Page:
Panthers begin to turn page after deflating Super Bowl loss


Dave Gettleman has been on both ends of the spectrum when it comes to the Super Bowl — winning two with the New York Giants as a front office assistant and losing on Sunday as general manager of the Carolina Panthers.

“This side stinks,” Gettleman said Tuesday.

But Gettleman said the Panthers are in good position moving forward, citing the vast majority of the team’s core players being under contract and the fact the team is “not in horrible shape” under next season’s NFL salary cap.

He acknowledged that going 15-1 in the regular season and reaching the Super Bowl was “very unique,” but was quick to add that the goal is to get refocused and next year reach the peak of the mountain.

“You can’t sit here on your laurels because you went to the Super Bowl and just think you’re going to go back again,” Gettleman said.

He’s right.

The last seven Super Bowl losers have returned to the playoffs the following season, but none have made it back to the big game.

In fact, the last team to lose a Super Bowl and make it back the following year was the Buffalo Bills, who did three times in the early 1990s. The last time a team lost the Super Bowl and came back to win it all the following season was the Miami Dolphins in 1973.

Coach Ron Rivera wants to change all of that.

Rivera congratulated his players on a special season Tuesday before they packed their bags and headed out the door, then flipped the page forward to next season.

“The truth of the matter is that you would love to be in position that Denver is right now, celebrating, but we’re not,” Rivera said. “So going forward, there are 30 teams behind us and one in front of us. That’s our goal — if you want to be the champs, beat the champs. We’ve got to start planning and mapping and getting ready for next season, which we have.”

That begins this week.

Rivera said he will take three days off before he and Gettleman and the scouting staff get together to begin discussing the roster.

Perhaps the two biggest questions the Panthers face is deciding whether to re-sign free agent cornerback Josh Norman (or use the franchise tag on him), and whether to release defensive ends Charles Johnson and Jared Allen, two potential moves that would free up more than $19 million in salary cap space combined

Gettleman refused to speculate on those or any other moves, saying he hasn’t evaluated the roster and even if he had “I don’t talk contracts.”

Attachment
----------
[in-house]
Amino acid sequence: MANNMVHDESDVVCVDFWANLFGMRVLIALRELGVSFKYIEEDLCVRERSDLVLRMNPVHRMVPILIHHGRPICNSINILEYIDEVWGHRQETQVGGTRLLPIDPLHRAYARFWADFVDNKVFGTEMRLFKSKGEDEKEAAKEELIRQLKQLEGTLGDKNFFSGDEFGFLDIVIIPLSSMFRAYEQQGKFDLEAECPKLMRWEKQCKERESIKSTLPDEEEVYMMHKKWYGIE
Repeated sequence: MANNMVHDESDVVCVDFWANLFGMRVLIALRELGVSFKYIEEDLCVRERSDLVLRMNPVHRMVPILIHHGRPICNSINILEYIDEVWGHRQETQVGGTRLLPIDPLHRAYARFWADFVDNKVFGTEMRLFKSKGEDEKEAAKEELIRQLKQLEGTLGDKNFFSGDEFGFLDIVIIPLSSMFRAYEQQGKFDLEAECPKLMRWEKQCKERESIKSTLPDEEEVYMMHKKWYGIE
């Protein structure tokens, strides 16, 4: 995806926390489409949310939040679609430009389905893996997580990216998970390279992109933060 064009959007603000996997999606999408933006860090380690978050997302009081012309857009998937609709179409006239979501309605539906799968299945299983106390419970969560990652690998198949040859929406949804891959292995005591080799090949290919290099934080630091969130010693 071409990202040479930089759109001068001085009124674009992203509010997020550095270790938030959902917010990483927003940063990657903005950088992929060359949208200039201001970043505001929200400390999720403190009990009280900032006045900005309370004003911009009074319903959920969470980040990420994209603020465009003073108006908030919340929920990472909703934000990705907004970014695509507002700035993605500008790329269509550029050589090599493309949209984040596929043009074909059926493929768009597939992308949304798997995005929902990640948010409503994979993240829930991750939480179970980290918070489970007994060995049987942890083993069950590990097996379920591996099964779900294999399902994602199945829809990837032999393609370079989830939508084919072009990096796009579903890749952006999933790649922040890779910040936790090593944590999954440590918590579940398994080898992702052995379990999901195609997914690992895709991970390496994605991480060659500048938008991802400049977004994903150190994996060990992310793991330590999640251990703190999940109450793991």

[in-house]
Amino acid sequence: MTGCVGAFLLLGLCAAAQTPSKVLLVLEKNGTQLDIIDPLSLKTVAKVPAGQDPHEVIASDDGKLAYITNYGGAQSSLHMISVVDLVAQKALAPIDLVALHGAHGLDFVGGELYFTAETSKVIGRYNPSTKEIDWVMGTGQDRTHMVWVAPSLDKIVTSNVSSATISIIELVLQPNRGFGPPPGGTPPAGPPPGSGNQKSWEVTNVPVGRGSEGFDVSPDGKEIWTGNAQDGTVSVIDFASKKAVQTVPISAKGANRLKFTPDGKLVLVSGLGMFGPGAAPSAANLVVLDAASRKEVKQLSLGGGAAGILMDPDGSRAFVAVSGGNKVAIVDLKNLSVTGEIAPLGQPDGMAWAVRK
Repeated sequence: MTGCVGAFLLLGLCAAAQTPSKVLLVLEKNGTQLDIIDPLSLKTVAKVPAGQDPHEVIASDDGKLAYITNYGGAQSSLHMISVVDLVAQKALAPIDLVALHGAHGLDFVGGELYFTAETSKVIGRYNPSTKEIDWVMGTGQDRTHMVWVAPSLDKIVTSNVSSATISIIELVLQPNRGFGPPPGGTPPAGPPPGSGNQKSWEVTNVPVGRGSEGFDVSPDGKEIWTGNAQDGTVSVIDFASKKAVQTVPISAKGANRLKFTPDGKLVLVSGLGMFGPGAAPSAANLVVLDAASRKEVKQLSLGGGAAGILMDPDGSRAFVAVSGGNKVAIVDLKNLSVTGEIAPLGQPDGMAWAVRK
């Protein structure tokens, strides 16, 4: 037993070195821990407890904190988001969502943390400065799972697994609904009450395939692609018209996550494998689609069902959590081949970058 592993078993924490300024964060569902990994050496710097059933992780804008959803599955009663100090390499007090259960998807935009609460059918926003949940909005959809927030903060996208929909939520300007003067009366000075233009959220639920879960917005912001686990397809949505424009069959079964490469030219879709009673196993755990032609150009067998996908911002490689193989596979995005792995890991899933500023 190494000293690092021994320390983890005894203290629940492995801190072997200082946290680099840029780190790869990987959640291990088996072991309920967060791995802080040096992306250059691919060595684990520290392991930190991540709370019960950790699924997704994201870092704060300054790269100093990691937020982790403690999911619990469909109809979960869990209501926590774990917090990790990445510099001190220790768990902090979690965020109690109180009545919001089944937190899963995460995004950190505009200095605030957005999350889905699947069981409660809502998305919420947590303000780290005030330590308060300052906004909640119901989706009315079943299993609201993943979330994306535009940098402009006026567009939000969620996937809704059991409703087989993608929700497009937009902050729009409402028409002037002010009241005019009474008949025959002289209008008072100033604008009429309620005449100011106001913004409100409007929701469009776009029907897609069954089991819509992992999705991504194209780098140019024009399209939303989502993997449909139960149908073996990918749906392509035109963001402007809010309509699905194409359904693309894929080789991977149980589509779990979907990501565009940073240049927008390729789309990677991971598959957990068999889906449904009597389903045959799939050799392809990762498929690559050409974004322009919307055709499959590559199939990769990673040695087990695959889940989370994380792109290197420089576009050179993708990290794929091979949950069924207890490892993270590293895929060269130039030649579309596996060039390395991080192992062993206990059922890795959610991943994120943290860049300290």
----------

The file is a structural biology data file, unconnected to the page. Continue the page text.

All-Pro fullback Mike Tolbert will be an unrestricted free agent and wide receiver Jerricho Cotchery and safety Roman Harper have contracts that will void this offseason.

Defensive tackles Kawann Short, who was twice named NFC Defensive Player of the Month this season, is under contract through 2016 but the Panthers may look to extend his deal before training camp.

Rivera acknowledged the 2016 Panthers will look different than this year’s team.

“That locker room will never be the same,” Rivera said. “. . . I was in Chicago with the ’85 team that went to the Super Bowl, and the ’86 team was better statistically but we didn’t win because we didn’t have that same chemistry in the locker room. Things are going to change.”

Some aren’t.

Cam Newton will be around for a while after signing a five-year, $103.8 million contract extension last season. Tight end Greg Olsen, linebackers Luke Kuechly and Thomas Davis also got new deals last year.

The Panthers don’t draft until 30th overall, but Gettleman said in some ways it will feel like the Panthers have a bonus first-round pick because Kelvin Benjamin, the team’s best wide receiver, will be back after tearing his ACL last year in training camp.

Despite Benjamin’s offense, the Panthers still led the league in scoring — although they managed just 10 points in the Super Bowl.

Olsen said while he has no clue who will be on the roster next season, he has faith in Gettleman, who has gotten the Panthers to the postseason in all three years since his arrival.

“I don’t know what the short-term and long-term plans are for this team, but they haven’t steered us wrong yet,” Olsen said. “The decisions around here, while not always easy or popular, have gotten us to where we are at this point.”